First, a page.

Remember the Alamo

I was watching some old true crime story on one of the cable channels recently. Probably a rerun, though I don’t keep up with T.V. and its general blather. As a rule, T.V. is about as entertaining and educational as two goats eating weed grass without disturbing the dandelions. And the “news” is even worse. Anyway, this crime had taken…
Paul H. Yarbrough
March 6, 2024

The Latin South

“The Hispanic community understands the American Dream and have not forgotten what they were promised,” declared Florida Senator Marco Rubio, the son of Cuban immigrants who fled their native land in 1956 during the regime of Fulgencio Batista. Though their stories are not often told, Hispanics have been realizing that American vision in the South since the antebellum era. Indeed,…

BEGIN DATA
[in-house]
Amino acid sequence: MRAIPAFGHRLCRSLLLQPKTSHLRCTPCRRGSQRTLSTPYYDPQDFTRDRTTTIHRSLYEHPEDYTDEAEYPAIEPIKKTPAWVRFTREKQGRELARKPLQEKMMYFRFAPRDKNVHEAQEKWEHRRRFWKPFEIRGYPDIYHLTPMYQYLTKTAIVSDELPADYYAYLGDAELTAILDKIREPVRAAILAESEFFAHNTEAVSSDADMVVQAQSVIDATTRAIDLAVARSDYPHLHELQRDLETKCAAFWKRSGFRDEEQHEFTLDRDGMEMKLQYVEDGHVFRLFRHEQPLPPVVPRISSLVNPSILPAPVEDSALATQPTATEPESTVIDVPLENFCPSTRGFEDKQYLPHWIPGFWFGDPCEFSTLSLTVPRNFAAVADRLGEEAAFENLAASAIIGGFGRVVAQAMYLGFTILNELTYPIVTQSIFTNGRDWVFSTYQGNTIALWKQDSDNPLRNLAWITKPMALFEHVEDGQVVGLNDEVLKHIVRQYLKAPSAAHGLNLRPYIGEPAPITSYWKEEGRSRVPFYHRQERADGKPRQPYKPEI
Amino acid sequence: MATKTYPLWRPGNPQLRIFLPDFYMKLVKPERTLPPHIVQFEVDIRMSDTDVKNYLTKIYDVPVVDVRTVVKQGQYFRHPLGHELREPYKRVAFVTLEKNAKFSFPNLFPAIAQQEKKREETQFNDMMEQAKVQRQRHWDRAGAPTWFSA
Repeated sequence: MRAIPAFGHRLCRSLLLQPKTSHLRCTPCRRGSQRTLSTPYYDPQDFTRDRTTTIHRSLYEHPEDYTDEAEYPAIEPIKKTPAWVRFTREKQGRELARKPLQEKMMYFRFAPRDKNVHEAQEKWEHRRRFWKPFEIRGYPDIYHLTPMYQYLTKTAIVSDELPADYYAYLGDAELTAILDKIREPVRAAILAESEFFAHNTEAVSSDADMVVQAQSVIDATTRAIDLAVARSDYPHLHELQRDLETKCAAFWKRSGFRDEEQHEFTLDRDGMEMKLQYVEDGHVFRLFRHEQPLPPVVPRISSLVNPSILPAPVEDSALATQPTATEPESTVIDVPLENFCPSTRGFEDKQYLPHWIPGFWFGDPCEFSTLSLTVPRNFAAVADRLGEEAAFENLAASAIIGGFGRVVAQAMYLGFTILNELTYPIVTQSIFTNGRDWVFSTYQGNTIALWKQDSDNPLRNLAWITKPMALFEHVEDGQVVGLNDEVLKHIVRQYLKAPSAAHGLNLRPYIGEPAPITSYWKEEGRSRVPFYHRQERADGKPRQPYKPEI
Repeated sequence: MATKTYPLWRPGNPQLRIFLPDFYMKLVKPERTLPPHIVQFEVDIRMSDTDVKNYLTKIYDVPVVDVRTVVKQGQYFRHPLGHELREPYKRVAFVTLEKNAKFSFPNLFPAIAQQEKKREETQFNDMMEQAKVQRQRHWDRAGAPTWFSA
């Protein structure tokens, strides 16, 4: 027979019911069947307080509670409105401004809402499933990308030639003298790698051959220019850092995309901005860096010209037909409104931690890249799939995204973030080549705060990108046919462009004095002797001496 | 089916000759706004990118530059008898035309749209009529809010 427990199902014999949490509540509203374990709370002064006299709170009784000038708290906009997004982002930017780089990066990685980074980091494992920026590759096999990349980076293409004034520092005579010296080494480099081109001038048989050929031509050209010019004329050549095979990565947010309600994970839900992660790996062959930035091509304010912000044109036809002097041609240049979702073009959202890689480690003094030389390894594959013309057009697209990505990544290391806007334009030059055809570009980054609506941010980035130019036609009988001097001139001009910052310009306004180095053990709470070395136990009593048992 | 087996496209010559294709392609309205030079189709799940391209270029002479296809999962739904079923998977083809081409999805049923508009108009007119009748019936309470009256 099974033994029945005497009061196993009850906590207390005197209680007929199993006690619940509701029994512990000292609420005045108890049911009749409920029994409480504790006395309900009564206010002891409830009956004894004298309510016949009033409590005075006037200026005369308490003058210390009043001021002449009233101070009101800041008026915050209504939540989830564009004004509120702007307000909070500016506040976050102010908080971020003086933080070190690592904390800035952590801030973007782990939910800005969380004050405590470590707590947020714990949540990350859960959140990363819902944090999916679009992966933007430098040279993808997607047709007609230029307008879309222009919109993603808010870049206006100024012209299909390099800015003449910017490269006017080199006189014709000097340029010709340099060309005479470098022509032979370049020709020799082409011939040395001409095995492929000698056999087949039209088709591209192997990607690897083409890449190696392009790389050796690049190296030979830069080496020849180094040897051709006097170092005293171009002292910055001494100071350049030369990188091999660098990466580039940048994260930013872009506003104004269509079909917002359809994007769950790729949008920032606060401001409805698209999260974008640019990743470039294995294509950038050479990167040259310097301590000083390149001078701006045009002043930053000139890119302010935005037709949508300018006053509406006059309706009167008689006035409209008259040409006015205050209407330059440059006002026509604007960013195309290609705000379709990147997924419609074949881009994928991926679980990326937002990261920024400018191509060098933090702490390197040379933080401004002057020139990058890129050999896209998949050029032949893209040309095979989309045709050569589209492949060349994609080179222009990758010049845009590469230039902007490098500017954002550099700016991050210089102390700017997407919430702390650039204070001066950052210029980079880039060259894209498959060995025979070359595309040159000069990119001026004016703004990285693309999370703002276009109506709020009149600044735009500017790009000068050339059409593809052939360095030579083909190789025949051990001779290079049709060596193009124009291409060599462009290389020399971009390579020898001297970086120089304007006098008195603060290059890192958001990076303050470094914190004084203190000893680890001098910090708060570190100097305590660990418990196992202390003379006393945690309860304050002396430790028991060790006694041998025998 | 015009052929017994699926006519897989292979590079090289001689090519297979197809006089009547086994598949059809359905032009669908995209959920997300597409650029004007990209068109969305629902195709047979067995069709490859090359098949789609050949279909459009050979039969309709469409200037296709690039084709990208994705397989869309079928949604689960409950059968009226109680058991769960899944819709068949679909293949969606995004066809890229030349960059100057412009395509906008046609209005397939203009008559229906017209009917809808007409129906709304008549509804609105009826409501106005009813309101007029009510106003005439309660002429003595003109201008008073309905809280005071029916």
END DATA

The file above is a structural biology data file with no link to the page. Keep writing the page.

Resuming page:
Casey Chalk
June 23, 2021

Southern Poets and Poems, Part IX

A series by Clyde Wilson EDWARD COOTE PINKNEY (1802-1828) of Maryland was born and partly raised in England where his father, William Pinkney, was the U.S. Minister.  After publishing a good deal of poetry, he attempted to join the Mexican Navy during that country’s war of independence. From this venture Pinkney returned home to Baltimore, his health shattered.  He continued…
Clyde Wilson
June 11, 2020
Review Posts

David Crockett

This essay is taken in part from the chapter "Frontiersman" in Brion McClanahan's The Politically Incorrect Guide to Real American Heroes (Politically Incorrect Guides) and is presented here in honor of Crockett's birthday, August 17. The modern actor Billy Bob Thornton once said David Crockett in the film The Alamo was his favorite role. John Wayne played him, too. Every…
Brion McClanahan
August 19, 2014